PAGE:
Look at all of the catcher’s body movement as he catches the pitch. His right hand moved suddenly. His knees bent inward. His entire catching arm moved, and his glove flipped over to catch the ball instead of catching it in the conventional way. This pitch was made to look like it was a little low and a little in. And the count was already 0-and-1, when umpires tend to be a little less generous. This was a hittable pitch, made to look like a quality ball.
This is a case of the catcher almost driving the ball into the ground in the act of catching. The pitch was dropping, because it was a breaking ball. But the catcher knew it was going to be a breaking ball, which means he should’ve been prepared for it. Instead, he followed the ball down with his glove, and he made it look like the pitch was at Keppinger’s shins. Jonathan Lucroy is the master of catching these pitches in these spots. Every other catcher is worse — some of them a lot worse. After this pitch, Hawk Harrelson complimented Keppinger on his good eye.
The catcher stabbed at the ball, then immediately stood up to bluff a pick-off attempt. In so doing, not only did he not “bring the ball back” — he pushed the ball farther outside, in a split second. The behavior here indicated a fastball away off the plate, and it was called that way.
It shouldn’t come as a surprise, but for all seven of the worst ball calls so far, we can identify problems with how the catchers caught the pitches. Some of them were received worse than others, but none of them were received well, or quietly. There’s no case here of a catcher catching a pitch cleanly down the middle, and just having the umpire space out. I can’t say for certain that these were called balls because of the catchers, but that’s what seems most likely to me.
So it’s another article about pitch-framing. Every time I look at a particularly bad call like these I say, “This stands as evidence that umpires are influenced by catchers.” We probably don’t need more evidence. We get it; we all get it. The numbers are too convincing — the correlations too strong — for framing not to be real. And if it’s real, it’s because catchers influence umpires. There’s no other reasonable explanation. Umpires make calls in part based on how catchers catch pitches. That much we can conclude.
It shouldn’t be that way, in theory. In theory, umpires should look only at the baseball in flight. In theory, it shouldn’t matter what the catcher does behind the front plane of the strike zone. The umpire should have his visual idea of the zone. If the ball passes through that zone, the pitch should be a strike, even if the catcher spontaneously combusts. In fact, most umpires would probably tell you they do just look at the ball when it’s in the air. That’s how you’re supposed to decide. But these umpires can’t completely ignore the guy crouching right in front of them. When the catcher’s body moves, it influences the umpire’s thought process, every so subtly, ever so accidentally. Umpires don’t want to be influenced by catcher behavior, but they are. They can’t erase catchers from their fields of vision. It’s an unavoidable consequence of having human eyes and a human brain. Things we don’t want to influence us influence us. Even if we don’t realize it. Especially if we don’t realize it.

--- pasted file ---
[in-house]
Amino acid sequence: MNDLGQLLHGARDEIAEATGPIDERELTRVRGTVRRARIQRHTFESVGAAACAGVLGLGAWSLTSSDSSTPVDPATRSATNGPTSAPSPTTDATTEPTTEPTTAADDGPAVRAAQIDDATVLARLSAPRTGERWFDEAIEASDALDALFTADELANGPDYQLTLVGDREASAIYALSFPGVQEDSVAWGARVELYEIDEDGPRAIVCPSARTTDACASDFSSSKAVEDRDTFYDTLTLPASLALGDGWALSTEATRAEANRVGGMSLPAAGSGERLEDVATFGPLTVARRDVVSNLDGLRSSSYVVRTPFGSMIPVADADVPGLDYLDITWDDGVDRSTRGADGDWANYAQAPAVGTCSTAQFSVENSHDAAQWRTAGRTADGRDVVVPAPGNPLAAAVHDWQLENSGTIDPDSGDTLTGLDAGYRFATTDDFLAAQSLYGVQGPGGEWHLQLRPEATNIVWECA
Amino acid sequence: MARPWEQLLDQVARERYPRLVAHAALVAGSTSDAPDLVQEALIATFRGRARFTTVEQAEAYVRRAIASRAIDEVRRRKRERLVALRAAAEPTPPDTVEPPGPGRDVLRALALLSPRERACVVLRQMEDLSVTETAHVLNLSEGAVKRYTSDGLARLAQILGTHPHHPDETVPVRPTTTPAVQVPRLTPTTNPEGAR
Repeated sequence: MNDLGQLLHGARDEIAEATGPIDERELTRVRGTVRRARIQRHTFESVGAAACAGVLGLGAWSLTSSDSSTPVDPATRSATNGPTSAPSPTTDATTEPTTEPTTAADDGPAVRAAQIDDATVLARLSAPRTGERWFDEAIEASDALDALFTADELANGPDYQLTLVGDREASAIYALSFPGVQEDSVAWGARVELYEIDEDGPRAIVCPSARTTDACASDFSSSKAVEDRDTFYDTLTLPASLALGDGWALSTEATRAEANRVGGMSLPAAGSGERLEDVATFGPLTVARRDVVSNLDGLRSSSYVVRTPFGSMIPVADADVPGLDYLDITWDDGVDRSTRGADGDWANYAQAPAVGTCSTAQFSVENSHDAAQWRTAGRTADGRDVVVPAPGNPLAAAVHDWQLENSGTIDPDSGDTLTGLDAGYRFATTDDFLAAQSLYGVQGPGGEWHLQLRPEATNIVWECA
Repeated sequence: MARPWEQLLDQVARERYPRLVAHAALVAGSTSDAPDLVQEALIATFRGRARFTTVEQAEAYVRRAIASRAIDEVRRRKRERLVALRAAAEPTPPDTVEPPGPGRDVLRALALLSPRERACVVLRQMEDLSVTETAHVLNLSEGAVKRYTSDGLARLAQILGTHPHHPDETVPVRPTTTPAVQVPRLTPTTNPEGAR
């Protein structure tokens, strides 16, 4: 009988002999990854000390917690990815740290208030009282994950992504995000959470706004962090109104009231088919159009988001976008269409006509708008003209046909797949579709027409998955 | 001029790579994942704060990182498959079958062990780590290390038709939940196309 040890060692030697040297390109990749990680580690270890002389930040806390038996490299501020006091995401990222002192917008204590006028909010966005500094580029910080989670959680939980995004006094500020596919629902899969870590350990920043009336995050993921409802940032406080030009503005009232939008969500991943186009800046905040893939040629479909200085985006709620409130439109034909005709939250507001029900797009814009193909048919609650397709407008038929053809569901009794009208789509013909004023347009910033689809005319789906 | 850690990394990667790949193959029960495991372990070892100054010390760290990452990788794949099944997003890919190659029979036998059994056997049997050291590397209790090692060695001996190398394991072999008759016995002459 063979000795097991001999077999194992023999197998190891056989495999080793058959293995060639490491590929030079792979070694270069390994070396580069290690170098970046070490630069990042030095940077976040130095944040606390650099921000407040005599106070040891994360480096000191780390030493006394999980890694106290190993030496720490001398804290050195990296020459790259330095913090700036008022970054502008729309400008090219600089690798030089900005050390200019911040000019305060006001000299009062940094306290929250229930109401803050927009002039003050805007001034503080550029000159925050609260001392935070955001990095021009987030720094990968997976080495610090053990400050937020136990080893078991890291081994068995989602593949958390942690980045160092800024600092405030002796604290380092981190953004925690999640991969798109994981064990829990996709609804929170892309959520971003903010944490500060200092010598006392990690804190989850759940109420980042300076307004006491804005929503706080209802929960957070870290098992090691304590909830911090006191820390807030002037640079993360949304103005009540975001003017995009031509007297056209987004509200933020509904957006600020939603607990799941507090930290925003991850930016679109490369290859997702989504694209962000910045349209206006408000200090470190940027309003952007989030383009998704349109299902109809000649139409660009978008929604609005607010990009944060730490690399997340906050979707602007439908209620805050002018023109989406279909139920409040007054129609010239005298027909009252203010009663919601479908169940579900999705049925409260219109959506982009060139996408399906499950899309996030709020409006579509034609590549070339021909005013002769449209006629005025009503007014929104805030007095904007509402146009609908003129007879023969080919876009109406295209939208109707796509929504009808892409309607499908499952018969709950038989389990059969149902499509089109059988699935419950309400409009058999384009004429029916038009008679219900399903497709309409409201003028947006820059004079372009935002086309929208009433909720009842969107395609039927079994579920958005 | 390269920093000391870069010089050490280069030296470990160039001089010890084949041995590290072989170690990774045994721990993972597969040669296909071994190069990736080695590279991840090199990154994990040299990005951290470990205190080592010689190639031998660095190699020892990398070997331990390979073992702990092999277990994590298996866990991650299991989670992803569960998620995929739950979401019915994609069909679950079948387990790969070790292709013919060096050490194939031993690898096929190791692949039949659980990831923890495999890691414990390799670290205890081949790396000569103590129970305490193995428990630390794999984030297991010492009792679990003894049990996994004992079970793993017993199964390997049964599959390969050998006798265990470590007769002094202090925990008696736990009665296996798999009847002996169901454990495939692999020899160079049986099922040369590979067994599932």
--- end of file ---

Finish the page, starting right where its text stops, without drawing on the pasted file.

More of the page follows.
This is the real argument in favor of automating the strike zone. It’s not that human umpires aren’t good enough. It’s that they can’t be good enough, because of what they are. It doesn’t matter how much they train, how many pitches they see. Umpires, as a group, seem to be getting better, but pitches are still missed all the time, and it frequently has something to do with the backstops. To a large degree, that can’t be helped. Human umpires can’t focus exclusively on the baseball’s flight, and they’ll never be able to. As long as they’re human, mistakes will be made. And some of those mistakes will be on pitches pretty much right down the middle.
If you throw a pitch down the heart of the zone, it shouldn’t be possible for the ball to be caught in such a way that the umpire thinks it’s not a strike. Yet, every so often, this happens. That captures the whole argument in a nutshell. If nothing else, at least we understand enough to know bad ball/strike calls aren’t completely independent of the players on the field. I don’t know if that’s consolation.